The following is adapted from The Power of a Graceful Leader.
For most leaders, the ability to act quickly and make snap decisions has benefitted us tremendously over the course of our careers. After all, when you’re responsible for people and money, your job is to put out fires.
However, this skill can also be a weakness: it forces us to get really good at jumping to conclusions. Another phrase for this is “making judgments.”
Making judgments is a self-protective instinct, especially when we’re stressed or in conflict.
We tend to move forward in situations as though our perceptions are solid-gold truth. The person on the other side of the conflict does the same thing. When our two “truths” clash, we butt heads and start pointing fingers.
To break out of this never-ending finger-pointing game, we can choose to learn to use grace to distinguish perception from truth, story from fact.
Judgments Lead Us to Tell Stories
Judgments of any kind can cause missed opportunities and mischief. It’s easy to see how judgments of something as bad can be a problem. However, even judging something as “good” can cause issues because from judgments come conclusions… and that’s how false or skewed stories are built.
For instance, I once worked with a woman named Jan who had incredibly strong relational skills. One of Jan’s direct reports came to her and told her that a fellow employee, Pete, was going through a divorce and struggling. Jan thought this was great, because she was now in a place to be more helpful and empathetic to Pete.
Jan lightened Pete’s workload so he could start getting out right at five and could pick his son up from daycare. This might seem like the kind, graceful thing to do. However, from Pete’s perspective, Jan was taking away his responsibilities, and he didn’t know why. He started to worry that he wasn’t doing a good job. Jan, with the best of intentions, had actually made his situation harder and more stressful.
Start by Asking Questions
How could Jan have avoided the temptation to make a quick judgment in this situation with Pete? The first step to distinguishing story from fact is asking open-ended, powerful questions. These questions tend to focus on why and how. Here are a few of my favorite questions that Jan could have applied to this situation, to many situations:
Why would someone I like behave this way?
What could be impacting this person to cause them to behave this way?
If it were me, how would I handle this situation?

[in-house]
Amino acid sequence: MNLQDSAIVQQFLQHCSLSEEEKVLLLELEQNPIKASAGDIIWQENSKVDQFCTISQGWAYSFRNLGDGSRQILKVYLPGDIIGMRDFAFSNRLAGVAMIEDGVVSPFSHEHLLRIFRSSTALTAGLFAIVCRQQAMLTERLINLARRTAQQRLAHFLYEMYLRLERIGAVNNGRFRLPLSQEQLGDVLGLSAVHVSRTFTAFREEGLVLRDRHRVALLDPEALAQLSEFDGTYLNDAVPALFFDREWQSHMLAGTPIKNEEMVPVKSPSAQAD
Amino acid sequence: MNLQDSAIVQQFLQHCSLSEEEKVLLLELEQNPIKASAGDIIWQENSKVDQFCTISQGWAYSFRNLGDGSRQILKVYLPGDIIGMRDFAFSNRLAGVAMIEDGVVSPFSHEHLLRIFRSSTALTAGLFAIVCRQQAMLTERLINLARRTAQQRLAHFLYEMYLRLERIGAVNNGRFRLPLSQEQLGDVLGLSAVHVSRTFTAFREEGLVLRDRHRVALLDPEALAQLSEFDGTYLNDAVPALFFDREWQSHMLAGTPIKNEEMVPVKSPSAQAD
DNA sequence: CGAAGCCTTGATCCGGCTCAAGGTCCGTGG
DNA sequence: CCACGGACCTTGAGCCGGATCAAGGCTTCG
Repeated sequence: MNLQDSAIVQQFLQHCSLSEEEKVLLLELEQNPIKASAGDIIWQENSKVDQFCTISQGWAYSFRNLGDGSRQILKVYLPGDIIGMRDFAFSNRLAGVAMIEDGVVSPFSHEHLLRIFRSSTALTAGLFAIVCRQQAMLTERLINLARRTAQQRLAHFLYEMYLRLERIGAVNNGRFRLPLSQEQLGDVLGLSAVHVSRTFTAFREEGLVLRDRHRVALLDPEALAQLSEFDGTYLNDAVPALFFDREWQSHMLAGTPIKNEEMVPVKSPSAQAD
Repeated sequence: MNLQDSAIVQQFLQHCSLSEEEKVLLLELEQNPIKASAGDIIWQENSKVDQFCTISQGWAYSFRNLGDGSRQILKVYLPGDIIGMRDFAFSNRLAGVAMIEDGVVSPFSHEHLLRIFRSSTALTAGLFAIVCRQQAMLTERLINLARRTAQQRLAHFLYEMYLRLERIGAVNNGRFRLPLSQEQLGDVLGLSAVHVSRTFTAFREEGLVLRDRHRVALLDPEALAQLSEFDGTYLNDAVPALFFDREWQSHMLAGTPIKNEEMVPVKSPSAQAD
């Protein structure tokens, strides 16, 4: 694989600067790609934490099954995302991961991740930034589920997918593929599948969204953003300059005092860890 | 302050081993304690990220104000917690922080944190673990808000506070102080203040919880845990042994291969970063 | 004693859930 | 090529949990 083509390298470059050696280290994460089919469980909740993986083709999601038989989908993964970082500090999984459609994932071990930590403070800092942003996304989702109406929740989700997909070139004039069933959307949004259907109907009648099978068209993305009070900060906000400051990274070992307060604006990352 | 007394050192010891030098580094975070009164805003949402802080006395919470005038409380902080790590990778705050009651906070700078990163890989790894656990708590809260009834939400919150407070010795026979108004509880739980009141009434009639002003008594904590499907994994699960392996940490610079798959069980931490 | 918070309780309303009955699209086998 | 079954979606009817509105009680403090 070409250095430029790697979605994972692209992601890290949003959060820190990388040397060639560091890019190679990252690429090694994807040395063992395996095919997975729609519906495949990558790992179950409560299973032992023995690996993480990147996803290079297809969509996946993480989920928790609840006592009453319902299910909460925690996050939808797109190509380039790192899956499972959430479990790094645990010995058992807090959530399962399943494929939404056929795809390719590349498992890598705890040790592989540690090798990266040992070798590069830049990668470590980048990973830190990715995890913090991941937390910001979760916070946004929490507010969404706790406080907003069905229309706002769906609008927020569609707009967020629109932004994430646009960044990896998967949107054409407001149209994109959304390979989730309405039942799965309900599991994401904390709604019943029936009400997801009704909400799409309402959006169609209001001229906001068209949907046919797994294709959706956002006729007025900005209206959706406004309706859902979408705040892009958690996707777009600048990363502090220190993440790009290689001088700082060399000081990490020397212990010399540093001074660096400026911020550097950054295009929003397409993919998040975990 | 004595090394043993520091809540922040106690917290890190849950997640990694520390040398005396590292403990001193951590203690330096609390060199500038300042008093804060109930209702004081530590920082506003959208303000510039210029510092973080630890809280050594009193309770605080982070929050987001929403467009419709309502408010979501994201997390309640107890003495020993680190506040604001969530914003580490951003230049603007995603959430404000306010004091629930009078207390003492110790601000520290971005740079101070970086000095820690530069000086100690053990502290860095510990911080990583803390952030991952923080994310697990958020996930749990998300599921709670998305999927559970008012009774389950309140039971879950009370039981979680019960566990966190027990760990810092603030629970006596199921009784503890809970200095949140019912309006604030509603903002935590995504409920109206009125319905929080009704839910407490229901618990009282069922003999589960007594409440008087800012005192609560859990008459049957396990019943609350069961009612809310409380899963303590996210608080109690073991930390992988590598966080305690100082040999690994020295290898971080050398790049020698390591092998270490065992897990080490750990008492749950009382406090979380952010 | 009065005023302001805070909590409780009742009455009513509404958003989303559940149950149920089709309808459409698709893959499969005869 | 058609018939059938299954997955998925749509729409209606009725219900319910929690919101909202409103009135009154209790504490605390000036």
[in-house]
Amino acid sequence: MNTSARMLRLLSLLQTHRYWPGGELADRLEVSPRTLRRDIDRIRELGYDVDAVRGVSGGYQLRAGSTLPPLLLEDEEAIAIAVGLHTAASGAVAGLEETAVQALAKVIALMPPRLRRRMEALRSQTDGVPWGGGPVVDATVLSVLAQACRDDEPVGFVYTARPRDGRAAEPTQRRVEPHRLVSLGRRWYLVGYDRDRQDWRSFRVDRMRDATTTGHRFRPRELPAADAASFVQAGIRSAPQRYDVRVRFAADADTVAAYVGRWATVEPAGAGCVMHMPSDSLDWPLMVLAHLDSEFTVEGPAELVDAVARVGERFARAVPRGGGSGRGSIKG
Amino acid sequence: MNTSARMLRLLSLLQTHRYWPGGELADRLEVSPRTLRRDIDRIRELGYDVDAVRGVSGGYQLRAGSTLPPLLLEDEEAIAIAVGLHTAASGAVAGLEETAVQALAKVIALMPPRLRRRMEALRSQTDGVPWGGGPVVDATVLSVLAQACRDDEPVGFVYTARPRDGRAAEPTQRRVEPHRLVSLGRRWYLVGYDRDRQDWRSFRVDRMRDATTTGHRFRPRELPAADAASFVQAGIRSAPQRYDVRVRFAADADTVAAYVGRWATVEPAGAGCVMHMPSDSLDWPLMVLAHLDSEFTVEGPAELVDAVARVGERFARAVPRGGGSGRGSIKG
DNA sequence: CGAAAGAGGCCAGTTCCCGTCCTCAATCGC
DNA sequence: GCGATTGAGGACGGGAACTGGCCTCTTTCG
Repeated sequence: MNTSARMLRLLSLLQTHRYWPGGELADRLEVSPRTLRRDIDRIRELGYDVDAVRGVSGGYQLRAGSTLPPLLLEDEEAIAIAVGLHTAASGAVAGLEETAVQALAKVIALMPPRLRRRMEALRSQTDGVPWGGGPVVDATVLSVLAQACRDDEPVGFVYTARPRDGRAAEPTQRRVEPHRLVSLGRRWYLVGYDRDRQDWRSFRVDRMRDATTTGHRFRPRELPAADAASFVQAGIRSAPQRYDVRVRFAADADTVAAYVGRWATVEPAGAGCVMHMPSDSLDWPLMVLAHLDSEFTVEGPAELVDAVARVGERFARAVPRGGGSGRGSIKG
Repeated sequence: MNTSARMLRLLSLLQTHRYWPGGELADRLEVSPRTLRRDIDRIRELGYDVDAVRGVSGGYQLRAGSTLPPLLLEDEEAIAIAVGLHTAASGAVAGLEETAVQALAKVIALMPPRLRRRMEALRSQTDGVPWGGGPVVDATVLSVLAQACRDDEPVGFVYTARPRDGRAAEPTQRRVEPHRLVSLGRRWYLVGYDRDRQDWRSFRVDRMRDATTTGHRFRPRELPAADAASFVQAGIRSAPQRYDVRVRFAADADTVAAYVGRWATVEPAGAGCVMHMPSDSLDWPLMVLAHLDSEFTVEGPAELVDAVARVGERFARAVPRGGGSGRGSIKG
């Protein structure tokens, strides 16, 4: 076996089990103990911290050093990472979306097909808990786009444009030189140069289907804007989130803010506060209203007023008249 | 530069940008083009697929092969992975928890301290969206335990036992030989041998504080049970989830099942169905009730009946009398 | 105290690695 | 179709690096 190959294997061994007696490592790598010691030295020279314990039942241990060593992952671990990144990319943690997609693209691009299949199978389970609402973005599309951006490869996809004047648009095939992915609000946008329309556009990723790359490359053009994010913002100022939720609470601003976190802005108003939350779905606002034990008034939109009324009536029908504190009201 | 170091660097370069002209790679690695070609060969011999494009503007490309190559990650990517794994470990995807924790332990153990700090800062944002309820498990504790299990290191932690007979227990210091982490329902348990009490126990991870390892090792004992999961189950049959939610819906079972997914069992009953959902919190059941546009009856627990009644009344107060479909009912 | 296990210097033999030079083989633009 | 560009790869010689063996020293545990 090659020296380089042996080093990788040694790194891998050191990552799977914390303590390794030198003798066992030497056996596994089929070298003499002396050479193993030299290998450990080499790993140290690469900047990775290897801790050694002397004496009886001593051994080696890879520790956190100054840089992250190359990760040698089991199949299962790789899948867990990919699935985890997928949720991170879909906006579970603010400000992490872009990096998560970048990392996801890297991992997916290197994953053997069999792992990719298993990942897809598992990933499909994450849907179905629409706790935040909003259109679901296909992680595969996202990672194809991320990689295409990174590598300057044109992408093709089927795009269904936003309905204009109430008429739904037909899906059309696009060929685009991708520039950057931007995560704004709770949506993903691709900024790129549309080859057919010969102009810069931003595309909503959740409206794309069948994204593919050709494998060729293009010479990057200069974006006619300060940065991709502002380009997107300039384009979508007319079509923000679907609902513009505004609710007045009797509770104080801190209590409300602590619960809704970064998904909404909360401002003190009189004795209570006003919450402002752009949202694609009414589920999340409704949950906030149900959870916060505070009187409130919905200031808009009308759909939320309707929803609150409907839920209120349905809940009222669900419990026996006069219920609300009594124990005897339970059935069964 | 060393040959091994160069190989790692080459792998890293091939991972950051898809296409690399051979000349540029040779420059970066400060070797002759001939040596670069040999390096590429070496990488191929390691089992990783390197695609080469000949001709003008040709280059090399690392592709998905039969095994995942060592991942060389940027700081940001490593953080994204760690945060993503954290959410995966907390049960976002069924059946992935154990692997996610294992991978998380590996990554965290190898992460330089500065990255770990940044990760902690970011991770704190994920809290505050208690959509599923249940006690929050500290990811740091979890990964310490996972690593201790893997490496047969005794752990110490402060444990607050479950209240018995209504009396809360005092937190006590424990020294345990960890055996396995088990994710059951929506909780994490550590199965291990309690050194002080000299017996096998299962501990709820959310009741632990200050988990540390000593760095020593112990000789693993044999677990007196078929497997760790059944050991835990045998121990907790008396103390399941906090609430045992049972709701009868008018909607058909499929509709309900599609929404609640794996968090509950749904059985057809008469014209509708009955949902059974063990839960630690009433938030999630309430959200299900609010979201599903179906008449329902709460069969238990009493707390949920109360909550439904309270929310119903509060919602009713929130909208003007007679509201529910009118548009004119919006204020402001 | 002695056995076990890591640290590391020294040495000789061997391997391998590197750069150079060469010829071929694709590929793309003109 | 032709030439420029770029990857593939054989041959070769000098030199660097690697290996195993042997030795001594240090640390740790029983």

Jan could have also asked Pete a few questions directly:
Can you help me understand how you got here?
What has changed to create these new behaviors?
How would you solve this issue?
By engaging in open-ended questions like these, Jan would have had the opportunity to understand Pete’s real needs and communicate her intentions to avoid confusion.
Ultimately, when you feel annoyed, criticized, or superior, check in on your judgments. Whether your initial reaction is “Oh my God, this is terrible” or “Oh, lovely, that’s wonderful,” take a moment to question the judgments of the situation.
The Advantage of Grace
I define “grace” as the experience of a loving, connected compassion within yourself. Graceful leadership, therefore, is grace in action in the workplace or other authority structure.
When you experience loving, connected compassion for yourself through grace, you lose the need to make judgments and become open to curiosity, the eliminator of judgment. When you can move past the need to tell and create stories, you can see things for what they are and make better decisions for yourself, your company, and your employees.
Ultimately, grace surrenders to what is. This is a huge advantage, because there is no person on earth who is more powerful than someone who has nothing to lose. The graceful leader doesn’t hold on to the story, so they don’t have a story to lose. They are not attached to the outcome. That’s true power.
For more advice on graceful leadership, you can find The Power of a Graceful Leader on Amazon.
Alexsys Thompson offers this body of work as a testament to her own leadership journey, as well as the journey of hundreds of other leaders. For Alexsys, the tipping point came when she established her gratitude practice and spent a decade refining it. Today, developing a gratitude practice is a key element of her work as a board-certified executive coach. Alexsys also serves as adjunct staff for The Center for Creative Leadership and is a member of the Forbes Coaching Council. She authored The Trybal Gratitude Journals, curated a collection of short stories called Gratitude 540, and is building a retreat center in Vermont that will be a “safe space for souls to show up.”